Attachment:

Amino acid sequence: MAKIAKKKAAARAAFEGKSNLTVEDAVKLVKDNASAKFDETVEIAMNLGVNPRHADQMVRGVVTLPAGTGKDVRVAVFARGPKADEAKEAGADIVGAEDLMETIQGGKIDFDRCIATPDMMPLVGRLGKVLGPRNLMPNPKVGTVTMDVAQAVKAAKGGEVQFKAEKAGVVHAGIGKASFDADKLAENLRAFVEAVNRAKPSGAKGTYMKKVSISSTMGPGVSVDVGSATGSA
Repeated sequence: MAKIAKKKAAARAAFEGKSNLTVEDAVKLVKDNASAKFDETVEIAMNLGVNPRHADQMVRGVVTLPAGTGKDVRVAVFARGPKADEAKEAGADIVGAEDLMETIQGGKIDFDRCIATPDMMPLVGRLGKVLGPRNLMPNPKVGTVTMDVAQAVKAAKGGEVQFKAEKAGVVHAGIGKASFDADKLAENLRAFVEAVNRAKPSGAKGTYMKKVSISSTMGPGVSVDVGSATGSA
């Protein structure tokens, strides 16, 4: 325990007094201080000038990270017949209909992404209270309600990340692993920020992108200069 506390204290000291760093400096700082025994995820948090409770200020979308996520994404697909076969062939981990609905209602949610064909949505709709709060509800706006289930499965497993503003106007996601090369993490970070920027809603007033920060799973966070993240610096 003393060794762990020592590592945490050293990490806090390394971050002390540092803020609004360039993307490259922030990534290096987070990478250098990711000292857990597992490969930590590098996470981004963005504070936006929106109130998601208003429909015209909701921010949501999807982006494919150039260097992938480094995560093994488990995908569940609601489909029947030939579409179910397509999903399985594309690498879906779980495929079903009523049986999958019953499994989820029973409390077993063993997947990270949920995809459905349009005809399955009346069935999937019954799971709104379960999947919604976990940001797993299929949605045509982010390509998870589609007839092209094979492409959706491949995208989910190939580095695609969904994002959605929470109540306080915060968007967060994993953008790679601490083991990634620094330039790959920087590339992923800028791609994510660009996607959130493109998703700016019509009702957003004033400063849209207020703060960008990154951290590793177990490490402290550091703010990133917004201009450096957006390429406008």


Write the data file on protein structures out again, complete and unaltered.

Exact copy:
Amino acid sequence: MAKIAKKKAAARAAFEGKSNLTVEDAVKLVKDNASAKFDETVEIAMNLGVNPRHADQMVRGVVTLPAGTGKDVRVAVFARGPKADEAKEAGADIVGAEDLMETIQGGKIDFDRCIATPDMMPLVGRLGKVLGPRNLMPNPKVGTVTMDVAQAVKAAKGGEVQFKAEKAGVVHAGIGKASFDADKLAENLRAFVEAVNRAKPSGAKGTYMKKVSISSTMGPGVSVDVGSATGSA
Repeated sequence: MAKIAKKKAAARAAFEGKSNLTVEDAVKLVKDNASAKFDETVEIAMNLGVNPRHADQMVRGVVTLPAGTGKDVRVAVFARGPKADEAKEAGADIVGAEDLMETIQGGKIDFDRCIATPDMMPLVGRLGKVLGPRNLMPNPKVGTVTMDVAQAVKAAKGGEVQFKAEKAGVVHAGIGKASFDADKLAENLRAFVEAVNRAKPSGAKGTYMKKVSISSTMGPGVSVDVGSATGSA
């Protein structure tokens, strides 16, 4: 325990007094201080000038990270017949209909992404209270309600990340692993920020992108200069 506390204290000291760093400096700082025994995820948090409770200020979308996520994404697909076969062939981990609905209602949610064909949505709709709060509800706006289930499965497993503003106007996601090369993490970070920027809603007033920060799973966070993240610096 003393060794762990020592590592945490050293990490806090390394971050002390540092803020609004360039993307490259922030990534290096987070990478250098990711000292857990597992490969930590590098996470981004963005504070936006929106109130998601208003429909015209909701921010949501999807982006494919150039260097992938480094995560093994488990995908569940609601489909029947030939579409179910397509999903399985594309690498879906779980495929079903009523049986999958019953499994989820029973409390077993063993997947990270949920995809459905349009005809399955009346069935999937019954799971709104379960999947919604976990940001797993299929949605045509982010390509998870589609007839092209094979492409959706491949995208989910190939580095695609969904994002959605929470109540306080915060968007967060994993953008790679601490083991990634620094330039790959920087590339992923800028791609994510660009996607959130493109998703700016019509009702957003004033400063849209207020703060960008990154951290590793177990490490402290550091703010990133917004201009450096957006390429406008």